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Near Northwest Side therapist is saving one child at a time

Updated: April 5, 2013 6:09AM



‘Every kid can’t be saved. If you find one who can, you do everything you can.”

That is Tandeleya Hill’s mission statement. Hill is a clinical therapist at the Madden Shelter on Chicago’s Near Northwest Side.

Lately, a lot of people are talking about the kids we did not save. Girls like 15-year-old Hadiya Pendleton, and the hundreds of other young people taken by rampant gun violence. Hill’s kids face other traumas.

“Most of my girls have suffered from some form of sexual or physical abuse,” she says. Drugs and alcohol have tainted their tender lives.

“It is amazing that they are so resilient. They go through things that I am sure would have broken me.”

One of her kids is “Sharmaine.” She is a ward of the state of Illinois, so I won’t use her real name. Her mom suffers from schizophrenia. Dad is not around.

I met her last fall over breakfast at a North Side diner. Brown-skinned, poised and pretty in rhinestones, pearls and the prominent lip ring that teens favor. She ordered New York-style strawberry cheesecake waffles.

Now 18, she spent earlier years bouncing around foster homes and among family members. In 2011, she arrived at the Madden emergency shelter. Run by Maryville Academy, Madden is a way station for girls ages 14 to 20, as well as their children.

They face towering odds. Sharmaine’s first pregnancy came when she was 12, the second at 14. Her boy was adopted by an aunt. Sharmaine is raising the girl on her own.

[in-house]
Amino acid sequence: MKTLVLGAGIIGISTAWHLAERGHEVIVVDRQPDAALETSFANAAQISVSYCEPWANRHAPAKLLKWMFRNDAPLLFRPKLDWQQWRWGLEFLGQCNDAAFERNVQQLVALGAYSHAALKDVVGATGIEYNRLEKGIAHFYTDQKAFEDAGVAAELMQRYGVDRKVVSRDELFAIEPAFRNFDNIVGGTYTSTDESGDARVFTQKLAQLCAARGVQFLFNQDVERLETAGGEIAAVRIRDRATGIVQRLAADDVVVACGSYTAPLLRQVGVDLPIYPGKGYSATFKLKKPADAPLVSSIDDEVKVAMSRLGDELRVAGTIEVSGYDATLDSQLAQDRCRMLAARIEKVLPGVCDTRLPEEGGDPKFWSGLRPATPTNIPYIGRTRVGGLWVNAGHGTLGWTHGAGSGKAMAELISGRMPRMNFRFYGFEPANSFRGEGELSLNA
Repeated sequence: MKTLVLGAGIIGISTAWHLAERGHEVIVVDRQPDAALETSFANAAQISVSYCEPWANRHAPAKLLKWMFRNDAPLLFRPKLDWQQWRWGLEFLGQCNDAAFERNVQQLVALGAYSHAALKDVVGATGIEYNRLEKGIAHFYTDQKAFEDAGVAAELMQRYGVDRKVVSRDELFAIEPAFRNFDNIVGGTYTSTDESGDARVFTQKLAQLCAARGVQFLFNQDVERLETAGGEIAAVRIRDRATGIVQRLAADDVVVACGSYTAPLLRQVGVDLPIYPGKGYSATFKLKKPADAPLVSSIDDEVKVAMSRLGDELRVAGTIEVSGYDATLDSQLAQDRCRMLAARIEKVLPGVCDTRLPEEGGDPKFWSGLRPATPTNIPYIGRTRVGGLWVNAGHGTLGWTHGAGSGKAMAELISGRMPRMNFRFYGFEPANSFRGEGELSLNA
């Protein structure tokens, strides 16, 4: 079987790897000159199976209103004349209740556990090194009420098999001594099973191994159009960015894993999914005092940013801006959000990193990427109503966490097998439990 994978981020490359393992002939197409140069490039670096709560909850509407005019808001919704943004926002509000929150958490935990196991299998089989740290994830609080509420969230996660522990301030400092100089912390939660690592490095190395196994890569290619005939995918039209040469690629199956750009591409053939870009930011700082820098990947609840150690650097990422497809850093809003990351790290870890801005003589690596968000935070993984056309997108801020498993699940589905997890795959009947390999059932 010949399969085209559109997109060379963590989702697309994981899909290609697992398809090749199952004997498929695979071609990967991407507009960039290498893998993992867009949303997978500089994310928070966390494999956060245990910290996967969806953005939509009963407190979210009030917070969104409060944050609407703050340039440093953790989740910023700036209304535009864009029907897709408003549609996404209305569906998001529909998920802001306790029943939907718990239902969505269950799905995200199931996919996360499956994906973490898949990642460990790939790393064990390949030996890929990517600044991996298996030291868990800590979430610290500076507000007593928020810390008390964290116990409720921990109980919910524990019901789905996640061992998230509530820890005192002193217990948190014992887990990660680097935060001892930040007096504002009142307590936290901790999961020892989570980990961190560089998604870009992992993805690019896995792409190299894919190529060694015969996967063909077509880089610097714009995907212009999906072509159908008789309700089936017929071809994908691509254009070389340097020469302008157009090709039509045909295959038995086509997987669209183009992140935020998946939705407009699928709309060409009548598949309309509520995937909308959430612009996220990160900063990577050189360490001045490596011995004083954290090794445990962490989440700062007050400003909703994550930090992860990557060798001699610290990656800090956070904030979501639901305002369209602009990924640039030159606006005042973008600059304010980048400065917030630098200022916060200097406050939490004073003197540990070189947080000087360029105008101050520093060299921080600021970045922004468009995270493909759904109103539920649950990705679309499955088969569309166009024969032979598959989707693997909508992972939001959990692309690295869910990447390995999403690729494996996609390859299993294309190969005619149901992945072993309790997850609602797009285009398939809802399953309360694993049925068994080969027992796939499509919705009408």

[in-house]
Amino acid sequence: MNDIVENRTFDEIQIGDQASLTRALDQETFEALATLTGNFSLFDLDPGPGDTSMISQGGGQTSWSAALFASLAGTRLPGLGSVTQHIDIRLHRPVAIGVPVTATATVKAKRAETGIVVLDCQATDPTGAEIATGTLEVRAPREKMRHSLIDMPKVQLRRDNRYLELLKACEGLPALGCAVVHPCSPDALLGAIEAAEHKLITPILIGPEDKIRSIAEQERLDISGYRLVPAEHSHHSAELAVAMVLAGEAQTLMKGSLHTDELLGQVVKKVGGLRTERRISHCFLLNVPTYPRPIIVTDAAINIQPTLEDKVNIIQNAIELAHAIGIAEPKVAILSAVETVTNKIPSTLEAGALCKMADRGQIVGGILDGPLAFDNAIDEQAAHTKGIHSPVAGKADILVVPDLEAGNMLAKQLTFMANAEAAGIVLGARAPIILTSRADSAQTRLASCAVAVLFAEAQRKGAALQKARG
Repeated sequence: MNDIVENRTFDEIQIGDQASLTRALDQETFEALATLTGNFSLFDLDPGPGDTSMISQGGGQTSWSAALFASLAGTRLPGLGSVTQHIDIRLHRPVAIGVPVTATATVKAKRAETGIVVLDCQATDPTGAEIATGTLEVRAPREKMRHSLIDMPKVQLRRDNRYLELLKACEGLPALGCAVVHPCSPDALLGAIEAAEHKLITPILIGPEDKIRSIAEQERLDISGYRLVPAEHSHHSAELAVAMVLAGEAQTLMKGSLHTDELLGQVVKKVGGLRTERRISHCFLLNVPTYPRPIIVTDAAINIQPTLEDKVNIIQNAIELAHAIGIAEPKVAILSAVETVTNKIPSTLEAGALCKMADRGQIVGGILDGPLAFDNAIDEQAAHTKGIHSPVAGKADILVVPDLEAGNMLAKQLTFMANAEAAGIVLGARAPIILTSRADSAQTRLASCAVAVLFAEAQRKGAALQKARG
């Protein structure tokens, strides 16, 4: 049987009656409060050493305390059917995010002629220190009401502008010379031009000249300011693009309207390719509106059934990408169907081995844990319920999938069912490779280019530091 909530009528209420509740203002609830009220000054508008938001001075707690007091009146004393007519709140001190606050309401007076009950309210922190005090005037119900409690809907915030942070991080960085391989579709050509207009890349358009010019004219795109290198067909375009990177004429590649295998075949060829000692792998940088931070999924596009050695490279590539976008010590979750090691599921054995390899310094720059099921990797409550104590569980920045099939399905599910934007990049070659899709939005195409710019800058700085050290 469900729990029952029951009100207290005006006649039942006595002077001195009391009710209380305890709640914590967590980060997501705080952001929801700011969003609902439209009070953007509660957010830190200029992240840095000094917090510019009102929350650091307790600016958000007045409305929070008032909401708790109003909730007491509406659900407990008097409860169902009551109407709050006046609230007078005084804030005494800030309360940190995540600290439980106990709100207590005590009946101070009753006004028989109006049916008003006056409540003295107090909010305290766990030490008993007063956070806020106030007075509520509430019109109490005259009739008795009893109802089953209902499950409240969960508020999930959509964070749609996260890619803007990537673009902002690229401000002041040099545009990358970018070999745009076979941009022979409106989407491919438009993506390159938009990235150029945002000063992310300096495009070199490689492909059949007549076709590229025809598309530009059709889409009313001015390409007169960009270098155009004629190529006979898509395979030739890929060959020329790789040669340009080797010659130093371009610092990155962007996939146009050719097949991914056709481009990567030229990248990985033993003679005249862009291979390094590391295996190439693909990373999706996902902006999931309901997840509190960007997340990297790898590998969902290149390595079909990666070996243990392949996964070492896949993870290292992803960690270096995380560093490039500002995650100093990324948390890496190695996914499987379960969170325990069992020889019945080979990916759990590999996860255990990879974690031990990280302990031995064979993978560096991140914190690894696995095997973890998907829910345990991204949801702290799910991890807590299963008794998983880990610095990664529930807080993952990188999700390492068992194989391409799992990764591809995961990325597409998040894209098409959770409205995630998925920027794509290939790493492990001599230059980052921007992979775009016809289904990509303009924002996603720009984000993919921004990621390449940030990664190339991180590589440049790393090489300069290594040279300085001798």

Last June, she graduated from Hubbard High School. She managed that despite days that began at 4 a.m., included a four-hour commute, homework and taking good care of the baby.

Sharmaine is determined, ambitious and focused, but says that Hill and Madden made the difference. “They really cared about me, and they really don’t even know me.”

Madden’s girls get tremendous backup. Maryville covers the girls’ child-care costs: milk, formula, food, diapers, baby-sitting services and therapy. Maryville contracts with DCFS, which funds food and housing.

Hill is in the saving business, so she went far beyond that call. For Sharmaine, she spearheaded donations and support for the little things all girls want: a prom dress, shoes, hair care. And fun stuff, like field trips to sporting events. Hill has stayed in close touch, long after Sharmaine left her care.

Sharmaine is now in her second semester at Northeastern Illinois University, where she is studying pre-law.

Do you have a boyfriend? I asked. A coy giggle, then, “I don’t have time.”

I get regular “Sharmaine updates” from Maryville spokesman John Gorman, who introduced us. He is another informal mentor who keeps up with her. She just aced her first exam in psychology class, I hear, and is looking for a summer job.

She remains in DCFS care, living with her daughter in a teen living program on the South Side. Her apartment is about a mile from where Hadiya was killed.

There is so much more saving to do.



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